Mouthguards, also called mouth protectors, help cushion a blow to the face, minimizing the risk of broken teeth and injuries to your lips, tongue, face or jaw. They typically cover the upper teeth and are a great way to protect the soft tissues of your tongue, lips and cheek lining. Knowing how to prevent injuries like these is especially important if you participate in organized sports or other recreational activities.
When it comes to protecting your mouth, a mouthguard is an essential piece of athletic gear that should be part of your standard equipment from an early age. In fact, studies show that athletes are 60 times more likely to suffer harm to the teeth if they’re not wearing a mouthguard. While collision and contact sports, such as boxing, are higher-risk sports for the mouth, you can experience a dental injury in non-contact activities too, such as gymnastics and skating.
There are three types of mouthguards:
The best mouthguard is one that has been custom made for your mouth by your dentist. However, if you can’t afford a custom-fitted mouthguard, you should still wear a stock mouthguard or a boil-and-bite mouthguard from the drugstore. If you wear braces or another fixed dental appliance on your lower jaw, your dentist may suggest a mouth protector for these teeth as well.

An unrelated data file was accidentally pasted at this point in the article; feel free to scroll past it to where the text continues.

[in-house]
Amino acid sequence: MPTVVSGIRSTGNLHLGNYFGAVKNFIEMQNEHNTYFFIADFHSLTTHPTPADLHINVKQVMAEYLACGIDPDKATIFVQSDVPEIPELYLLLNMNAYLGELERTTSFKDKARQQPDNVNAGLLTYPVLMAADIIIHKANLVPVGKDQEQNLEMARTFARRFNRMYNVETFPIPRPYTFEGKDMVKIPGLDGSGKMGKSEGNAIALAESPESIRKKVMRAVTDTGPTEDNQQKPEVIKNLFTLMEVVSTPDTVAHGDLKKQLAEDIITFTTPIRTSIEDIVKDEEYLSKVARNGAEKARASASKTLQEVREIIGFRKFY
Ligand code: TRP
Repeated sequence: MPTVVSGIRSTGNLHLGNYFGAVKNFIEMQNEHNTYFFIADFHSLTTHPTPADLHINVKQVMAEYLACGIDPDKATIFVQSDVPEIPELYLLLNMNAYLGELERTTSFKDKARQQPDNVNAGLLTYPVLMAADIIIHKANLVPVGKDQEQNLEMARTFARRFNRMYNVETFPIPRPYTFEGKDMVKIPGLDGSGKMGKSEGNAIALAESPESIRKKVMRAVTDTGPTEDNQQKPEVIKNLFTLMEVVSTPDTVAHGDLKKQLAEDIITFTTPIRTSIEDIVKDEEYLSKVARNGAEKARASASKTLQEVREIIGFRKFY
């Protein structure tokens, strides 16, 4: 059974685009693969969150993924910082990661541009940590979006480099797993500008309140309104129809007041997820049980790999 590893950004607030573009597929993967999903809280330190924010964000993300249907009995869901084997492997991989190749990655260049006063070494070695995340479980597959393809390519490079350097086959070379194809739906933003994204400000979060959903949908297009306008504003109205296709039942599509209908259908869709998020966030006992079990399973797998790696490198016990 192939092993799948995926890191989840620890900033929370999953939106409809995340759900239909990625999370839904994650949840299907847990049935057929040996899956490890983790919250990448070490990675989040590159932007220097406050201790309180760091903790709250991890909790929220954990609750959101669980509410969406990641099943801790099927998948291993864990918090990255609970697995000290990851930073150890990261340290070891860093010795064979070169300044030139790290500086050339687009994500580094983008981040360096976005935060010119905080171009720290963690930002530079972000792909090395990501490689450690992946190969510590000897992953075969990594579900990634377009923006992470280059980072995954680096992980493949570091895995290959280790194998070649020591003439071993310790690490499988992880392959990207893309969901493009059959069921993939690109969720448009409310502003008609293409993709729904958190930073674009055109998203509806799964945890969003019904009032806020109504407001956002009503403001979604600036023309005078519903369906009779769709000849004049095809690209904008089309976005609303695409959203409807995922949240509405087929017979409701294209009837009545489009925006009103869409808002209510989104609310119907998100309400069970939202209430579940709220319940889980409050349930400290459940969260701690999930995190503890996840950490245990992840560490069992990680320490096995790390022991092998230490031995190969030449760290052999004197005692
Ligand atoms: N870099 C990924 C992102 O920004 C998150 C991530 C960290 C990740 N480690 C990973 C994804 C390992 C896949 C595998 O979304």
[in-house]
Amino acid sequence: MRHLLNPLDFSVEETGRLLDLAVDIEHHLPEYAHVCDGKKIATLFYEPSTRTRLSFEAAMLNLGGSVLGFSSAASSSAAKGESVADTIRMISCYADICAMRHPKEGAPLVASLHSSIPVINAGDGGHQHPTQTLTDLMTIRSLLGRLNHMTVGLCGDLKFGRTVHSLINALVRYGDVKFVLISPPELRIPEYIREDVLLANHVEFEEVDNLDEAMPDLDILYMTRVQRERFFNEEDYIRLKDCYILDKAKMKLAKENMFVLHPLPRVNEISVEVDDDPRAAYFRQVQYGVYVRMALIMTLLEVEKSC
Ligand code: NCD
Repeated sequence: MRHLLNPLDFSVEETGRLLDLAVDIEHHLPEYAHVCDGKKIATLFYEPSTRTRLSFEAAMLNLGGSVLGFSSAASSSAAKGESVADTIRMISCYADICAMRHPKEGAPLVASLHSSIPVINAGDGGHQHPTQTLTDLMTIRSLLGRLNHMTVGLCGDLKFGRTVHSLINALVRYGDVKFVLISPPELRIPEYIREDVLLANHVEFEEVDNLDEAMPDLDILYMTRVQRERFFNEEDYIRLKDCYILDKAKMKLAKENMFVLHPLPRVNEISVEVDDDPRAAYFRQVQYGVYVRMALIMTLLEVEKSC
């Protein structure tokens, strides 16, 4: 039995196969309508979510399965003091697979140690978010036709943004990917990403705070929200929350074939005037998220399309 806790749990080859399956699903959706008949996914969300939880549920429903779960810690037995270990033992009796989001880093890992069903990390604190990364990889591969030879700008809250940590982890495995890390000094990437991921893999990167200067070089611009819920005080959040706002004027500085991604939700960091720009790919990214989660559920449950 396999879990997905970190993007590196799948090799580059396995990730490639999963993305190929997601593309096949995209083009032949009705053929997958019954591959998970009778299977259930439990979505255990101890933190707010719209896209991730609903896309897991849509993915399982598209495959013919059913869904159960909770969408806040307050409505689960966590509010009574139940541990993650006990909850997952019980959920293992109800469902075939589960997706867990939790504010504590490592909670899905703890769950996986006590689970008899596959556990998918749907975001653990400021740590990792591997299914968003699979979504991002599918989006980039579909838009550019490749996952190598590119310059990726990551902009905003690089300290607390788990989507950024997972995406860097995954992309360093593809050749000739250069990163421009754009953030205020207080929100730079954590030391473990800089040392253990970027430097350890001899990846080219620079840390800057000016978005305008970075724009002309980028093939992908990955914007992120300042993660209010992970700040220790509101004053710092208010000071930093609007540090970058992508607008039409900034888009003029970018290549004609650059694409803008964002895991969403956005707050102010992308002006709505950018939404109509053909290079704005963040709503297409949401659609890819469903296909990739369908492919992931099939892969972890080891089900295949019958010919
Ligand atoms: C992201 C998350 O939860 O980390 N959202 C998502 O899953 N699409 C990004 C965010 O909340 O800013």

A properly fitted mouthguard may be especially important for people who wear braces or have fixed bridge work. A blow to the face could damage the brackets or other fixed orthodontic appliances. A mouthguard also provides a barrier between the braces and your cheek or lips, limiting the risk of soft tissue injuries.
Talk to your dentist or orthodontist about selecting a mouthguard that will provide the best protection. Although mouthguards typically only cover the upper teeth, your dentist or orthodontist may suggest that you use a mouthguard on the lower teeth if you have braces on these teeth too.
If you have a retainer or other removable appliance, do not wear it during any contact sports.
Some tips for caring for your mouthguard: